1 Kings 15:25–17:24
In this brief section we read of six evil kings in Israel and one good king in Judah.
1. Nadab, the son of Jeroboam reigned (2 years)
2. Baasha, conspired against Nadab and reigned (24 years)
1 Kings 15:28–29 (NKJV) “Baasha killed him in the third year of Asa king of Judah, and reigned in his place. 29 And it was so, when he became king, that he killed all the house of Jeroboam. He did not leave to Jeroboam anyone that breathed, until he had destroyed him, according to the word of the LORD which He had spoken by His servant Ahijah the Shilonite.”
3. Elah, the son of Baasha reigned (2 years)
4. Zimri, the servant of Elah conspired against Elah and killed him and reigned (briefly – 7 days – but then committed suicide by burning the house down on himself).
5. Omri, the commander of the army conspired against Zimri and reigned (12 years)
1 Kings 16:25 (NKJV) “Omri did evil in the eyes of the LORD, and did worse than all who were before him.”
6. Ahab, the son of Omri reigned (22 years) and things just continue to get worse.
1 Kings 16:30–33 (NKJV) “Now Ahab the son of Omri did evil in the sight of the LORD, more than all who were before him. 31 And it came to pass, as though it had been a trivial thing for him to walk in the sins of Jeroboam the son of Nebat, that he took as wife Jezebel the daughter of Ethbaal, king of the Sidonians; and he went and served Baal and worshiped him. 32 Then he set up an altar for Baal in the temple of Baal, which he had built in Samaria. 33 And Ahab made a wooden image. Ahab did more to provoke the LORD God of Israel to anger than all the kings of Israel who were before him.”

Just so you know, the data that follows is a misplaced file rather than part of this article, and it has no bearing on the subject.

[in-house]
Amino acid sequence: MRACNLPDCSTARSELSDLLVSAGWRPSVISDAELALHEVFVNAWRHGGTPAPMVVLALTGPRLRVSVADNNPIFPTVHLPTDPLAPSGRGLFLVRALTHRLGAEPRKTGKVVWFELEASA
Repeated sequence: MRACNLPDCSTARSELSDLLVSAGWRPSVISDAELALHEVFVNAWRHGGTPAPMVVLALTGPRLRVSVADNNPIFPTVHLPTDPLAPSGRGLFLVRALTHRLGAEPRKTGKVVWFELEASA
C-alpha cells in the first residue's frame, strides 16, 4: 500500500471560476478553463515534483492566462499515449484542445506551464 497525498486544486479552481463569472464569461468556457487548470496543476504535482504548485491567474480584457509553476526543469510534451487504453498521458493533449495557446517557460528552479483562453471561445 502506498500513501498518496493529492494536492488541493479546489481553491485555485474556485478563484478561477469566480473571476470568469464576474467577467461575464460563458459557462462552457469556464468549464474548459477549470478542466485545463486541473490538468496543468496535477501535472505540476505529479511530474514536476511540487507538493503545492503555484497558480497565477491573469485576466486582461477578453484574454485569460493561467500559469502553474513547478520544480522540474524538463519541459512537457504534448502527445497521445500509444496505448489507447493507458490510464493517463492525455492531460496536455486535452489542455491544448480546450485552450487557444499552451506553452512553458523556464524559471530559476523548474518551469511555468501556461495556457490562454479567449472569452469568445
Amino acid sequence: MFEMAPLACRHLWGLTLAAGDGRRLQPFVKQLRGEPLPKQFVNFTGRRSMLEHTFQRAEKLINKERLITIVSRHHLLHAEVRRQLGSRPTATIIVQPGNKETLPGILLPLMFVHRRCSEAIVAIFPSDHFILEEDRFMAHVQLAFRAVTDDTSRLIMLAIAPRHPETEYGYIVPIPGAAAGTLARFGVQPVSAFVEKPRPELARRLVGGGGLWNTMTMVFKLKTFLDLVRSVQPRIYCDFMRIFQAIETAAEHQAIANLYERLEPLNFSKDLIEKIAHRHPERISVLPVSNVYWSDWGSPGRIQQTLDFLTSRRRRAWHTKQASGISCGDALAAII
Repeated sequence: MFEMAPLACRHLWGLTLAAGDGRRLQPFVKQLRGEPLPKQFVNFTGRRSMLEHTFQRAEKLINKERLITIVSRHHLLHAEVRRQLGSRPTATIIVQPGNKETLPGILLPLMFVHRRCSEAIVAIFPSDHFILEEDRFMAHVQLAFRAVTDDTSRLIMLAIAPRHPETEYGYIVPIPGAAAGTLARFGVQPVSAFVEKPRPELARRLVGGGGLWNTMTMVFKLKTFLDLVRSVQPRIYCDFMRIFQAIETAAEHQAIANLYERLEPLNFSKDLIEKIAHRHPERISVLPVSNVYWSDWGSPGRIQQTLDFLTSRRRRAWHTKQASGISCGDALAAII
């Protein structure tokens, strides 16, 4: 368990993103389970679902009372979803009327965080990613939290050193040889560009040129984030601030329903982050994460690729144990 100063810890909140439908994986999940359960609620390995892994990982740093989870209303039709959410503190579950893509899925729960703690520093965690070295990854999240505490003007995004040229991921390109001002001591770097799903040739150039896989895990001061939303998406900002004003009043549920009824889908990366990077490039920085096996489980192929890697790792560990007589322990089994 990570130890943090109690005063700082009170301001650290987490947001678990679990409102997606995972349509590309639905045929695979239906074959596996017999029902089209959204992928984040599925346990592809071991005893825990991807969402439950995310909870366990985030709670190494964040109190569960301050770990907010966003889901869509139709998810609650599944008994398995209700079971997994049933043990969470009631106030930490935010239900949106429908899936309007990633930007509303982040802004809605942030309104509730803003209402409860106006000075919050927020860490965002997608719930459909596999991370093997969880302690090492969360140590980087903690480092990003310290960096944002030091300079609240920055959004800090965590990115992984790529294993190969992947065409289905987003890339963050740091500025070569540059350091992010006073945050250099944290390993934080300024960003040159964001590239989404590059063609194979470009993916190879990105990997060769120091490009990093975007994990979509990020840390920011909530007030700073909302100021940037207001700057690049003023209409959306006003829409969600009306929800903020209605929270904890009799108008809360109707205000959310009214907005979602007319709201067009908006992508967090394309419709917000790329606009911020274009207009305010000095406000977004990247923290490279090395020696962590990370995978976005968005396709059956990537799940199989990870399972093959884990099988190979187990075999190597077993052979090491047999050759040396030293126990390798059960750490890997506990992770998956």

1 Kings 16:34 is a fulfillment of Joshua 6:26 spoken 500 years earlier.
We will be reading a lot about King Ahab, Jezebel, and Elijah. A spiritual war is made public in 1 Kings 17:
1 Kings 17:1 (NKJV) “And Elijah the Tishbite, of the inhabitants of Gilead, said to Ahab, “As the LORD God of Israel lives, before whom I stand, there shall not be dew nor rain these years, except at my word.”
Elijah knew the Word, that the LORD promised to shut the heavens if His people worshipped other gods (Deuteronomy 11:16-17) so he simply prayed Bible. We can do the same, and if God wills, He can open and shut the heavens. We may look at Elijah and think he was some sort of superman, but he was just like us. James teaches the church that we can all have a ministry like Elijah – the key is prayer.
James 5:17–18 (NKJV) “Elijah was a man with a nature like ours, and he prayed earnestly that it would not rain; and it did not rain on the land for three years and six months. 18 And he prayed again, and the heaven gave rain, and the earth produced its fruit.”
Who is this guy who just bursts onto the scene, storms into the palace, declares war, and shuts the heavens on Israel? He’s a man who has spent some serious time in prayer. Elijah is one of my favorite characters in the Bible. God feeds him with ravens (how cool is that?). God leads him every step of the way, eventually to a Gentile widow and they’re a mutual help to each other. The LORD leads Elijah to the widow in Zarephath. When Elijah asks her for some food, a little pancake, she tells him that she only has enough for her son and her. It’s the last of the oil and flour, they’re about to eat it and get ready to die (the drought is severe). Elijah responds: